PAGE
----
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Right Now in Stuff You Missed in History Class

The role of First Lady is extraconstitutional, and the functions of this position have varied across administrations. Check out this HowStuffWorks podcast to learn more about the influence political parties may have on the role of the First Lady.

Although Columbus is often thought to be the first European in America, an Irish monk may have reached the New World in the sixth century. Check out this HowStuffWorks podcast to learn more about the fact and fiction surrounding St. Brendan.

The U.S. Constitution grants several powers to the President, including the ability to pardon anyone for several types of crime. Learn about the origins of pardons in this podcast from HowStuffWorks.

When the U.S. was still a young nation, the notorious Barbary pirates demanded tribute from countries across the world. Rumor has it that President Jefferson was the first to stand up to the pirates. Check out this HowStuffWorks podcast to learn more.

The framers of the Constitution put the electoral college in place as a compromise, and ever since voters have wondered if their vote counts. Check out this podcast from HowStuffWorks to learn more about the fact and fiction of the electoral college.

Did someone really escape from Alcatraz?

Alcatraz was one of the United States' most notorious prisons -- isolated on an island and surrounded by sharks. Check out this HowStuffWorks podcast to learn more about the fact and fiction surrounding escape attempts at Alcatraz.

In the United States, the presidential debate is a time-honored institution. Check out this HowStuffWorks podcast to as our staff writers trace the fact and fiction surrounding presidential debates.

Marie Antoinette was only ten when Rousseau published the famous 'let them eat cake' quote. Check out our HowStuffWorks podcast to learn more about what this statement actually meant -- whether or not Marie actually said it.

A donkey and an elephant are the symbols of the U.S. Democratic and Republican parties, but how were these symbols chosen? Check out our HowStuffWorks article to learn more about the fact and fiction surrounding America's political symbols.

The Beijing underground city may sound like the stuff of legends, but it's a real place built to escape Soviets. Check out our HowStuffWorks article to learn more about the fact and fiction surrounding the city underneath Beijing.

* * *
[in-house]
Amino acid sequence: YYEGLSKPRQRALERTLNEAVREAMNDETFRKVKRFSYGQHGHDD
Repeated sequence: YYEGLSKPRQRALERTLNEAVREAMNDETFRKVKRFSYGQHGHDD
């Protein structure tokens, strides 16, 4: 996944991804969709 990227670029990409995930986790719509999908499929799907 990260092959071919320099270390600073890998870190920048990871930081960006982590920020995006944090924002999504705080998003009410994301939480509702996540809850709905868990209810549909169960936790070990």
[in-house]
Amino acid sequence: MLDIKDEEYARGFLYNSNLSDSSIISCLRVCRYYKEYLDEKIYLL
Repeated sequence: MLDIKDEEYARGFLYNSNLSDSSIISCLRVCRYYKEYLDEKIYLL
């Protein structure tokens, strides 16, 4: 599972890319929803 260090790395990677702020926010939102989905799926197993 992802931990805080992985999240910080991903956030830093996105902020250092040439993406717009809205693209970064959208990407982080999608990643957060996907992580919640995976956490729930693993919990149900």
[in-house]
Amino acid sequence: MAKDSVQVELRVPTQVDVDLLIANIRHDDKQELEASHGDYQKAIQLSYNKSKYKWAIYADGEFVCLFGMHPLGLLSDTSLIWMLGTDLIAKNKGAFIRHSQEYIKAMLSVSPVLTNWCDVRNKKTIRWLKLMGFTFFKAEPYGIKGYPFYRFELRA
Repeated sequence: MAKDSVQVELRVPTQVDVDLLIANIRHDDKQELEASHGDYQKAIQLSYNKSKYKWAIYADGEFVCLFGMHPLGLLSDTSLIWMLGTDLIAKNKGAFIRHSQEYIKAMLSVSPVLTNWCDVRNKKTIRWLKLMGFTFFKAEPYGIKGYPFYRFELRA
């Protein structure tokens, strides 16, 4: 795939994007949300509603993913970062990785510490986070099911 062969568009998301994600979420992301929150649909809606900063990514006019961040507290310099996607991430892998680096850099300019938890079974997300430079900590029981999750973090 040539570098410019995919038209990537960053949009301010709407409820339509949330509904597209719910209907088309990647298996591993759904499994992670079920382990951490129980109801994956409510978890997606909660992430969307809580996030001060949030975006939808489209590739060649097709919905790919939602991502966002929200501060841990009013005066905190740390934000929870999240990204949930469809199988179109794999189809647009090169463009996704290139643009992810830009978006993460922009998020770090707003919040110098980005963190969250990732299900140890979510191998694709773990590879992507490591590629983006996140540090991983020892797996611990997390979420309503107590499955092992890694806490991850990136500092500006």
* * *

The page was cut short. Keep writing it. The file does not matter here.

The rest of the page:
Thomas Jefferson's life was peppered with accomplishments -- but what about the disparity between his public image and private life? Check out our HowStuffWorks article to learn more about the fact and fiction surrounding Thomas Jefferson.

John Billington was one of the signers of the Mayflower Compact -- he was also the first American murder. Check out our HowStuffWorks article to learn about the fact and fiction surrounding America's first murderer.

Versions of the Great Flood float around in nearly every human culture, and Christianity, Islam and Judaism share the overarching plot points of a man, a flood, and animals marching two by two. Check out our HowStuffWorks article to learn whether this sto

How did Rasputin really die?

Rasputin, mystic and advisor to the Romanov family in Russia, was distrusted and seemingly immuned to death. How did Rasputin finally die? Check out this HowStuffWorks podcast to learn more.

What happened to the two other men on Paul Revere's ride?

Although Paul Revere's ride has evolved into an American legend, he was not alone on his famous midnight ride. Check out our HowStuffWorks podcast to learn more about the fact and fiction surrounding Paul Revere.

Did the Great Chicago Fire really start with Mrs. O'Leary's cow?

In all of history, no cow is more infamous than Mrs. O'Leary's. The farm animals was accused of kicking over a lantern and starting the Great Chicago Fire on Oct. 8, 1871. Check out our HowStuffWorks article to learn whether this story is fact or fiction.

Thanks to his enduring presence in western culture, the name King Arthur conjures up a very specific image. Take a look at our HowStuffWorks podcast to learn more about the fact and fiction surround King Arthur.

Known today as Egypt, Kemet is one of the longest-lived cultures in the world. The great Greek scholars studied at the Kemetic temple-universities, and based their learning on the Kemetic system. Check out our HowStuffWorks article to learn more.

How the Great Train Robbery Worked

On the night of August 8, 1963, a gang of thieves stole bank notes worth the equivalent of $50 million. Take a look at our HowStuffWorks article to learn more about the fact and fiction surrounding the great train robbery.

Vlad Tepes, a 15th-century Wallachian prince, was the notoriously blood-thirsty basis for Dracula, Bram Stoker's classic gothic horror character. Check out our HowStuffWorks article to learn more about Vlad Tepes.